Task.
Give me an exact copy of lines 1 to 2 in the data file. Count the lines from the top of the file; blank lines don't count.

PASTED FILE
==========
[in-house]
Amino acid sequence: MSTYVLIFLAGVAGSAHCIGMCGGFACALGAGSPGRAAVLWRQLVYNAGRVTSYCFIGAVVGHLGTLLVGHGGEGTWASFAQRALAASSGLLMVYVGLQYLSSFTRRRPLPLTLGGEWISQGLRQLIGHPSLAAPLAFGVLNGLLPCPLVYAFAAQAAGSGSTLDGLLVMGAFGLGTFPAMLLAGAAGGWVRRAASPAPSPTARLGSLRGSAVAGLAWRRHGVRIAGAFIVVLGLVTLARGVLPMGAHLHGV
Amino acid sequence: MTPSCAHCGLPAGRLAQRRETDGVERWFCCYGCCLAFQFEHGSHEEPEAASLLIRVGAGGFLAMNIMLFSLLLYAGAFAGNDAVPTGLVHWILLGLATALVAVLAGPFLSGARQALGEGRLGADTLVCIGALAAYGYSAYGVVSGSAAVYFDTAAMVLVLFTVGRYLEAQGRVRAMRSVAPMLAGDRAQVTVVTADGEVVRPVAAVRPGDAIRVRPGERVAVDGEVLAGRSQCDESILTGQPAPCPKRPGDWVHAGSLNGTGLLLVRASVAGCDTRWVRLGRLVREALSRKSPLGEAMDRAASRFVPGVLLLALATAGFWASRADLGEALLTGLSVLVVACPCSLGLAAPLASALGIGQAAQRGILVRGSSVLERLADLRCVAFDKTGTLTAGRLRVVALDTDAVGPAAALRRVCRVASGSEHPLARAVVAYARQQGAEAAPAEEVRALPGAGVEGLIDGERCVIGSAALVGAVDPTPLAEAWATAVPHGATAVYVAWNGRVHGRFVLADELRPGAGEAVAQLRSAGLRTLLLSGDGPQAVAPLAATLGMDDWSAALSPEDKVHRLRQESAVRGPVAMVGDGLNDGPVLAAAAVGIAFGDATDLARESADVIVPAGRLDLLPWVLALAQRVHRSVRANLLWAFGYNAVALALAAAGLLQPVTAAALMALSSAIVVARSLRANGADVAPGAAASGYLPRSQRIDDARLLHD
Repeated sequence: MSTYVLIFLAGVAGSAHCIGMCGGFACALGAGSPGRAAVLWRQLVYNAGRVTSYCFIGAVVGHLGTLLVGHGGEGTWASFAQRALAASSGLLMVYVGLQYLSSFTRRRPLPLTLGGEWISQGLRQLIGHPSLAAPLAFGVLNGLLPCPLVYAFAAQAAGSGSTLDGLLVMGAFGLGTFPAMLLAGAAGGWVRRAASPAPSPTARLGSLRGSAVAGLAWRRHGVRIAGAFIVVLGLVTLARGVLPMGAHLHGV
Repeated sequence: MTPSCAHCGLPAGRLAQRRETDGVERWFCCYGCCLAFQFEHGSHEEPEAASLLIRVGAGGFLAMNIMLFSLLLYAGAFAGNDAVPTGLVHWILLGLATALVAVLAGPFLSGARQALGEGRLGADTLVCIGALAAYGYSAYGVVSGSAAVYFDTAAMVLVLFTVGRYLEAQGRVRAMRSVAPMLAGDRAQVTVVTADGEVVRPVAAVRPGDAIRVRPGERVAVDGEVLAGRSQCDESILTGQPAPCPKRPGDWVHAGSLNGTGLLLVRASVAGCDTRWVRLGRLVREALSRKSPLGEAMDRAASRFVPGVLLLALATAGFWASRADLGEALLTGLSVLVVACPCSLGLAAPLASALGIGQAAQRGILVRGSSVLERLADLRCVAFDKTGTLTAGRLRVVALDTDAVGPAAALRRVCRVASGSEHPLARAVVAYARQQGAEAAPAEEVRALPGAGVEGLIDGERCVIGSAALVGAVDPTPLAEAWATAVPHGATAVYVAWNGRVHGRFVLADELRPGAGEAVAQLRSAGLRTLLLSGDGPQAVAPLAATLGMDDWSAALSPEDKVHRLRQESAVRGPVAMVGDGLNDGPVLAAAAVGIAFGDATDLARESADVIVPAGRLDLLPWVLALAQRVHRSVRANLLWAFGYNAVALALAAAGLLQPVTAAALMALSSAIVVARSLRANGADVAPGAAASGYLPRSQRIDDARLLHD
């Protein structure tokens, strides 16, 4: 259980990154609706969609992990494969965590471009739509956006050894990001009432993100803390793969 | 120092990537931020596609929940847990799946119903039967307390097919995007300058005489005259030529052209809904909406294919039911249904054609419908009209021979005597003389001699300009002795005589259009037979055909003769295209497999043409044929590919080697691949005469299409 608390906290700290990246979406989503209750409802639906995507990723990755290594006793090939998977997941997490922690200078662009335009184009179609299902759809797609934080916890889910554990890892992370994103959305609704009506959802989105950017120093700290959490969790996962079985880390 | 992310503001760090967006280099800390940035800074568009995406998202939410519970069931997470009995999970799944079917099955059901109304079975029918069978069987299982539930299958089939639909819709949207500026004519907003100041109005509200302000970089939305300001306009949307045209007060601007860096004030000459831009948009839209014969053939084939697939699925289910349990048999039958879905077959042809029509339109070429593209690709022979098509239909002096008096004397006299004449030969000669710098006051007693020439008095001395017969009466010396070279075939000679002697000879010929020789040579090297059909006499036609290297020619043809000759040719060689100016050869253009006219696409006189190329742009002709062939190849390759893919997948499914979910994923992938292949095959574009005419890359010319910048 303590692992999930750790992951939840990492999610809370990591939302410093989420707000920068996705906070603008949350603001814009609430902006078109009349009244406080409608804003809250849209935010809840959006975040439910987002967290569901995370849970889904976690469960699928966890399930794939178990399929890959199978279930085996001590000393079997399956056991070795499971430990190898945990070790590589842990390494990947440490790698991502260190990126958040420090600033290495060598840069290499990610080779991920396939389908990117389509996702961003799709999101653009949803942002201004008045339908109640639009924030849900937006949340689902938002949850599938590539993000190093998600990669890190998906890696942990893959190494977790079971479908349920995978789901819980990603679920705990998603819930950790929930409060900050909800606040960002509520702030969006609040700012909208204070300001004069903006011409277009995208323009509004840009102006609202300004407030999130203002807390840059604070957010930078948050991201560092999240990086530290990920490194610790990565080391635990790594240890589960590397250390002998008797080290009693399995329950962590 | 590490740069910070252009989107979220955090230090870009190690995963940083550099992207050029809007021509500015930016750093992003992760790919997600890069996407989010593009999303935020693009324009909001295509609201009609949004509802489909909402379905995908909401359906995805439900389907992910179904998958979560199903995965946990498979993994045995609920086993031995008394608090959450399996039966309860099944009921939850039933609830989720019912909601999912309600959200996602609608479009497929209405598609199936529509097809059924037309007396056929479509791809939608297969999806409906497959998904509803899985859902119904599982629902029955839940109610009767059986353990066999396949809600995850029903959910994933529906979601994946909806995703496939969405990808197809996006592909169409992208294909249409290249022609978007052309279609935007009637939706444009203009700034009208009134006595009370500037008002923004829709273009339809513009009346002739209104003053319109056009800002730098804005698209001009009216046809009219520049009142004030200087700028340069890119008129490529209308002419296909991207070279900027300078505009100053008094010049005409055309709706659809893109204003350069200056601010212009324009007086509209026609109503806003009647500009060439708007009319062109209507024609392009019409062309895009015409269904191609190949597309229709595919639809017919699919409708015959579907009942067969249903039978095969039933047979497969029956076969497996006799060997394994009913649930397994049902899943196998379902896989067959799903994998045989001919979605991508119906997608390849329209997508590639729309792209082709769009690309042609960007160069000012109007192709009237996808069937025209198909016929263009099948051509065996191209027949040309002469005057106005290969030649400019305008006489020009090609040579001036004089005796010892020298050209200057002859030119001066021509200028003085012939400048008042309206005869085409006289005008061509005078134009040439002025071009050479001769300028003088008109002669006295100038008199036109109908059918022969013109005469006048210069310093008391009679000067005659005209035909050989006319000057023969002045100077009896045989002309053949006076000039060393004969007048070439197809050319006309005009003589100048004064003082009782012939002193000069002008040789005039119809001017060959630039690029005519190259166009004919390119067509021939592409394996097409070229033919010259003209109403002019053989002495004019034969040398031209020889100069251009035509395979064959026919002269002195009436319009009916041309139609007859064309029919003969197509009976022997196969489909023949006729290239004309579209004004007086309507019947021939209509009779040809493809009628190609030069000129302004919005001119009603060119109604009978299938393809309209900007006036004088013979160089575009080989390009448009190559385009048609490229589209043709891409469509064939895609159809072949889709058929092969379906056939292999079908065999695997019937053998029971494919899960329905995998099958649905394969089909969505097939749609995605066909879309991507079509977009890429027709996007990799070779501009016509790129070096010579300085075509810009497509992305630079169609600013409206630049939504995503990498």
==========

[in-house]
Amino acid sequence: MSTYVLIFLAGVAGSAHCIGMCGGFACALGAGSPGRAAVLWRQLVYNAGRVTSYCFIGAVVGHLGTLLVGHGGEGTWASFAQRALAASSGLLMVYVGLQYLSSFTRRRPLPLTLGGEWISQGLRQLIGHPSLAAPLAFGVLNGLLPCPLVYAFAAQAAGSGSTLDGLLVMGAFGLGTFPAMLLAGAAGGWVRRAASPAPSPTARLGSLRGSAVAGLAWRRHGVRIAGAFIVVLGLVTLARGVLPMGAHLHGV